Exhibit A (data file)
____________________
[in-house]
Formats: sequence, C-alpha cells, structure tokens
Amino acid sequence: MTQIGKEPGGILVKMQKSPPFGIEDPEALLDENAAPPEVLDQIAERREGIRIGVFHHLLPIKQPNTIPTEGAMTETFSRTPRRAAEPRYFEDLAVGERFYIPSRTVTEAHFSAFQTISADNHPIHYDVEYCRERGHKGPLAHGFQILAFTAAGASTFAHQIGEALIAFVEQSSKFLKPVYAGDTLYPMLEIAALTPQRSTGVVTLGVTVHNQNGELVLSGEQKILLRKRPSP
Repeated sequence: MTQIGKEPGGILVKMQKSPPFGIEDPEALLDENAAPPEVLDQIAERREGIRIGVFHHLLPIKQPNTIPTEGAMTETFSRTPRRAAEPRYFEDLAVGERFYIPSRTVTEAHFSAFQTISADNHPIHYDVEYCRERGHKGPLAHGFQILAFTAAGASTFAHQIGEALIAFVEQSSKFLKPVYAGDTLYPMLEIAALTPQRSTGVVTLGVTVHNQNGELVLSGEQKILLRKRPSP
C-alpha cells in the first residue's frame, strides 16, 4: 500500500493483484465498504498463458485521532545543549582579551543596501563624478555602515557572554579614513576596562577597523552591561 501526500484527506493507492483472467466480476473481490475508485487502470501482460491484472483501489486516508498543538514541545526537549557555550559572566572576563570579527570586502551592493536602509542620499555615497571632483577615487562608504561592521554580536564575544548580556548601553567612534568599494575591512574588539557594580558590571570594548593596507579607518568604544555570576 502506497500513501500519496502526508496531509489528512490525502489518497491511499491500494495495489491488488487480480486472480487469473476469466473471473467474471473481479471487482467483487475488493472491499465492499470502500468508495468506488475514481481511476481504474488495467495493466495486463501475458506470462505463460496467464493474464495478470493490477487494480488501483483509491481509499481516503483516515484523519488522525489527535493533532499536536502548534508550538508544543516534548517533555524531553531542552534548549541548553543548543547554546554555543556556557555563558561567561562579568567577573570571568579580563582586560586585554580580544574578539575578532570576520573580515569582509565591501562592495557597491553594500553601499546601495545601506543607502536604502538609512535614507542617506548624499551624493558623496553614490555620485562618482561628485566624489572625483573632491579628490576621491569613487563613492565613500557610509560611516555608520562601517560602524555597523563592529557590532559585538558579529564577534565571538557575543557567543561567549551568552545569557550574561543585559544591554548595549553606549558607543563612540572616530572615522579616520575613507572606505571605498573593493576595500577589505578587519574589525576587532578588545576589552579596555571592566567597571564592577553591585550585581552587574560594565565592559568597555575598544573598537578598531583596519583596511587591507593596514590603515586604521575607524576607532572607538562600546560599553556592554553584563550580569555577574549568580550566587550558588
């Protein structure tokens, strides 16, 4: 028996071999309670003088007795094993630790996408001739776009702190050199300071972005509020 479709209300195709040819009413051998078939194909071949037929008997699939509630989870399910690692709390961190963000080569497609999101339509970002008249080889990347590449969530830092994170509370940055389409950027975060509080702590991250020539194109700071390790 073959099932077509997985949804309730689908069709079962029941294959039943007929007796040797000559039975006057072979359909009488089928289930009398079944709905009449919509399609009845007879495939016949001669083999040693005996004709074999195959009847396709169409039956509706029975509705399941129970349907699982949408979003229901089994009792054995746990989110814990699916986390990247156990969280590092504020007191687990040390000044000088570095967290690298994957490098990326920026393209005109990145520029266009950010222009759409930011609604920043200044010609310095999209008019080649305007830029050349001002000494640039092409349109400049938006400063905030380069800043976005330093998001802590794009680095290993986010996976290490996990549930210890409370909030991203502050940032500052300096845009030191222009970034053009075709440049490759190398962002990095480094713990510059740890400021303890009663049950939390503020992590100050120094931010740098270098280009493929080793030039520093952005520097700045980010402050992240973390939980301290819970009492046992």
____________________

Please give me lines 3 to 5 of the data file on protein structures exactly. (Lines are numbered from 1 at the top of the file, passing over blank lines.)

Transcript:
Amino acid sequence: MTQIGKEPGGILVKMQKSPPFGIEDPEALLDENAAPPEVLDQIAERREGIRIGVFHHLLPIKQPNTIPTEGAMTETFSRTPRRAAEPRYFEDLAVGERFYIPSRTVTEAHFSAFQTISADNHPIHYDVEYCRERGHKGPLAHGFQILAFTAAGASTFAHQIGEALIAFVEQSSKFLKPVYAGDTLYPMLEIAALTPQRSTGVVTLGVTVHNQNGELVLSGEQKILLRKRPSP
Repeated sequence: MTQIGKEPGGILVKMQKSPPFGIEDPEALLDENAAPPEVLDQIAERREGIRIGVFHHLLPIKQPNTIPTEGAMTETFSRTPRRAAEPRYFEDLAVGERFYIPSRTVTEAHFSAFQTISADNHPIHYDVEYCRERGHKGPLAHGFQILAFTAAGASTFAHQIGEALIAFVEQSSKFLKPVYAGDTLYPMLEIAALTPQRSTGVVTLGVTVHNQNGELVLSGEQKILLRKRPSP
C-alpha cells in the first residue's frame, strides 16, 4: 500500500493483484465498504498463458485521532545543549582579551543596501563624478555602515557572554579614513576596562577597523552591561 501526500484527506493507492483472467466480476473481490475508485487502470501482460491484472483501489486516508498543538514541545526537549557555550559572566572576563570579527570586502551592493536602509542620499555615497571632483577615487562608504561592521554580536564575544548580556548601553567612534568599494575591512574588539557594580558590571570594548593596507579607518568604544555570576 502506497500513501500519496502526508496531509489528512490525502489518497491511499491500494495495489491488488487480480486472480487469473476469466473471473467474471473481479471487482467483487475488493472491499465492499470502500468508495468506488475514481481511476481504474488495467495493466495486463501475458506470462505463460496467464493474464495478470493490477487494480488501483483509491481509499481516503483516515484523519488522525489527535493533532499536536502548534508550538508544543516534548517533555524531553531542552534548549541548553543548543547554546554555543556556557555563558561567561562579568567577573570571568579580563582586560586585554580580544574578539575578532570576520573580515569582509565591501562592495557597491553594500553601499546601495545601506543607502536604502538609512535614507542617506548624499551624493558623496553614490555620485562618482561628485566624489572625483573632491579628490576621491569613487563613492565613500557610509560611516555608520562601517560602524555597523563592529557590532559585538558579529564577534565571538557575543557567543561567549551568552545569557550574561543585559544591554548595549553606549558607543563612540572616530572615522579616520575613507572606505571605498573593493576595500577589505578587519574589525576587532578588545576589552579596555571592566567597571564592577553591585550585581552587574560594565565592559568597555575598544573598537578598531583596519583596511587591507593596514590603515586604521575607524576607532572607538562600546560599553556592554553584563550580569555577574549568580550566587550558588